And yes, if Ifedi had turned into a five-year starter at left tackle, that would have been a major surprise and a huge steal for Seattle: Germain Ifedi has actually had the exact type of career that I would expect out of the 31st overall pick.
You can’t equate all first round picks as coming from the same tree, let alone the same branch.
But if you’ve been waiting for that opportunity to harshly judge a Seahawks draft pick because of weighty expectations, then welcome to Charles Cross. If he’s not the long-term answer at left tackle, then that will be a disappointment. I can’t think of any Seattle draft pick since Okung that could be realistically place in that same bucket.
Can you? Let me know in the comments.
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Charles Cross was a five-star recruit out of Laurel, Mississippi in the 2019 class, ranking first in the state, third at his position, and 17th overall in the country.
But after his junior year, Cross was only a three-star recruit, 56th at his position, and he committed to play at Florida State. He was considered “long, lean, and athletic” and a “great fit” for FSU’s run-based, power tempo attack.
But then in November, Cross—now a four-star recruit—decommitted from the Seminoles and reopened his recruitment. Cross tweeted:
"After a lot of praying and talking with my family, I have decided to de-commit from Florida State University and re-open my recruitment," Cross posted on Twitter.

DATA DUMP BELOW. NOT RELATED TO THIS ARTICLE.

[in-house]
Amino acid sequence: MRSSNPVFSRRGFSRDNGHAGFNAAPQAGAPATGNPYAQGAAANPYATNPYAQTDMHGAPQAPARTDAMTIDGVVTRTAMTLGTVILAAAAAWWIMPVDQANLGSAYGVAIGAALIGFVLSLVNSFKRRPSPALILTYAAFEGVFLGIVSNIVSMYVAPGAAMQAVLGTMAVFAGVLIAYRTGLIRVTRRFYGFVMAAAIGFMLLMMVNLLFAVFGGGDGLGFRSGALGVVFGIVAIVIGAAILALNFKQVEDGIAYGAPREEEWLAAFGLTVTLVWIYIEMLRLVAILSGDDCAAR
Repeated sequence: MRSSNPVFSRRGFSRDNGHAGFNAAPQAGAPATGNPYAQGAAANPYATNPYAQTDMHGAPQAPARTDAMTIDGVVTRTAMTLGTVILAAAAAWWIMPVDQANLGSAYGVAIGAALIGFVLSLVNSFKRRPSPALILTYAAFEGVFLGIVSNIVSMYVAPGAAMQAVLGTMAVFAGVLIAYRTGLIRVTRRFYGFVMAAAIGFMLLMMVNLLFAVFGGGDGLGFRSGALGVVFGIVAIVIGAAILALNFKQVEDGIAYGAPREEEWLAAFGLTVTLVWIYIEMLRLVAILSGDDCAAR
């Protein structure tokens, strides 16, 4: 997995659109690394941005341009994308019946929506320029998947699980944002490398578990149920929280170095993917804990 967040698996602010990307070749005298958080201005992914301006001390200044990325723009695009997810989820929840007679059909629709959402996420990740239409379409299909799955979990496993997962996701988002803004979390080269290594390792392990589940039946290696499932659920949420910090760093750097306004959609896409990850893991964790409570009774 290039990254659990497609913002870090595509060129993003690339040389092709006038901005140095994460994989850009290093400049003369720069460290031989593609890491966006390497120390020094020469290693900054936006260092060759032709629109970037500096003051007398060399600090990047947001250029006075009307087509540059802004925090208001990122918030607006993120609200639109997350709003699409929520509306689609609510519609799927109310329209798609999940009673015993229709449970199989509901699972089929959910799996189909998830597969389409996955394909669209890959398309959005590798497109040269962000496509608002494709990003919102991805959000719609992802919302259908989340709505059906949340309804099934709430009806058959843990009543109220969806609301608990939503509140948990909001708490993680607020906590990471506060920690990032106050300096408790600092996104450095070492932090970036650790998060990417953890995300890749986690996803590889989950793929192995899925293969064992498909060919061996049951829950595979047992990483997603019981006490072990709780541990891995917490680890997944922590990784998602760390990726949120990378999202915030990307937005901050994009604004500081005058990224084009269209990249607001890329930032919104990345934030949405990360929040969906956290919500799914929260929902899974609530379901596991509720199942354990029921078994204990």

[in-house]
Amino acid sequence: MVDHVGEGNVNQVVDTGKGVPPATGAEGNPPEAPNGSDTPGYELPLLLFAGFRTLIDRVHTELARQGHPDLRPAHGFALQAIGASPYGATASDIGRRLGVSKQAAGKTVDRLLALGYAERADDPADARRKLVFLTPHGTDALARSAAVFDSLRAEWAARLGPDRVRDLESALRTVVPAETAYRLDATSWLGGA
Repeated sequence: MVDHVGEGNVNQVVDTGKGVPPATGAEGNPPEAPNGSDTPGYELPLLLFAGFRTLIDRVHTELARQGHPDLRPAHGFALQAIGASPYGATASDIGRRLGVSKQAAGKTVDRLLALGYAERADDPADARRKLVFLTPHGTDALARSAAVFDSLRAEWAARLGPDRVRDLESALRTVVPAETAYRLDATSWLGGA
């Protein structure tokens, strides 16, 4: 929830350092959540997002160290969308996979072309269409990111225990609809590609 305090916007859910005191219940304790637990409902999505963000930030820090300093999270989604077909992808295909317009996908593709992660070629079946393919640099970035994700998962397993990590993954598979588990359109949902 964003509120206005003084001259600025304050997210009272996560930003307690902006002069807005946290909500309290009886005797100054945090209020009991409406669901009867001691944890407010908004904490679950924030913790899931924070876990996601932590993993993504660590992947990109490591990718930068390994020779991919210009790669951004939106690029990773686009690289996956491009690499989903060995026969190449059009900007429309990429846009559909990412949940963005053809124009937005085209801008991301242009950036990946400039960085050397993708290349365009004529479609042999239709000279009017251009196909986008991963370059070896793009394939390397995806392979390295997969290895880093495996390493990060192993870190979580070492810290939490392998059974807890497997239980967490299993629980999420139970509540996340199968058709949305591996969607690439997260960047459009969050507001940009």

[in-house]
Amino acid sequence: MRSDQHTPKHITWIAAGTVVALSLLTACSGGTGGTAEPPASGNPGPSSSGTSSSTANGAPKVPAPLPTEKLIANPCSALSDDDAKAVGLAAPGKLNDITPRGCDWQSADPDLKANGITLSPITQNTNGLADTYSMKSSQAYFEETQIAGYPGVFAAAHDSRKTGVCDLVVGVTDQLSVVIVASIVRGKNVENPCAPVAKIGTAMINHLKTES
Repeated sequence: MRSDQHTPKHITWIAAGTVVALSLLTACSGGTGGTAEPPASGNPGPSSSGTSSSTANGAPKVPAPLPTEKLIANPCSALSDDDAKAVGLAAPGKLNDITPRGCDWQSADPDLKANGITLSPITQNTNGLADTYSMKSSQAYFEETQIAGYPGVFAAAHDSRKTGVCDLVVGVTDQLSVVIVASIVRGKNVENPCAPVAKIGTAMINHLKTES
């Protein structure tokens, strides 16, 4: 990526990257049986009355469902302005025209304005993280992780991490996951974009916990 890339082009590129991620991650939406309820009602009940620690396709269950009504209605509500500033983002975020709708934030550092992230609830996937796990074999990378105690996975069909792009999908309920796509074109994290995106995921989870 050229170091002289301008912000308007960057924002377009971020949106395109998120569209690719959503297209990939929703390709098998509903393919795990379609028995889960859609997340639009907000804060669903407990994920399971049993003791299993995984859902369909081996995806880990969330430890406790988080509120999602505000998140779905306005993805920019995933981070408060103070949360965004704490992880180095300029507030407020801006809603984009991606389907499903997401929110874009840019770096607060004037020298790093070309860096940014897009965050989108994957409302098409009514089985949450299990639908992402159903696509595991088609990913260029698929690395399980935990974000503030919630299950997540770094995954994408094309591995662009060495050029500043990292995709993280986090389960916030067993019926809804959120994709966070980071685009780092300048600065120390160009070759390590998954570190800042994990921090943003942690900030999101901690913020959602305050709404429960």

Those prayers came after the ones that helped him rise up to 19th in the nation at tackle and 203rd overall. Less than three weeks later, Cross announced that he was parlaying his increased value into a chance to stay close to home, choosing the rapidly rising program at Mississippi State. He was now the 11th-best OT recruit in the nation.
Though Cross was a big fan of offensive line coach Marcus Johnson, one of the main reasons he chose the Bulldogs, the staff was wiped out when head coach Jim Moorehead was replaced by Mike Leach and the air raid offense in 2020. The offense went from 41 rushes per game in 2019 to 18.5 per game in 2020. Thankfully, this did not really impact Cross, who only played snaps in parts of three games during his true freshman season.
And the pass-first air raid offense fit Cross exceptionally well: He had the fourth-most pass blocking snaps in the nation (528) in 2020 and he was immediately Mississippi State’s best offensive lineman, which is doubly good for players who occupy left tackle. Cross was then PFF’s highest-graded pass blocker in the entire SEC as a junior in 2021.
Would Cross have been just as successful if he had landed in a run-first offense, like at Florida State or under Moorehead at Mississippi State? It’s quite possible: He was the second-highest graded run blocker in the SEC in 2021 too, but on far fewer opportunities than most tackles.
Now a left tackle for Pete Carroll, and entering the NFL as most people’s top-rated LEFT tackle prospect in the draft, Charles Cross will get said opportunities to run block. He also sets the stage for a future quarterback of the future as a pass blocker, and one unlike any prospect that Carroll has had at the position since Okung in 2010. And in at least one way, Charles Cross is unlike any prospect that Carroll has ever drafted.
At least in the NFL, Carroll doesn’t have to worry about parental interference.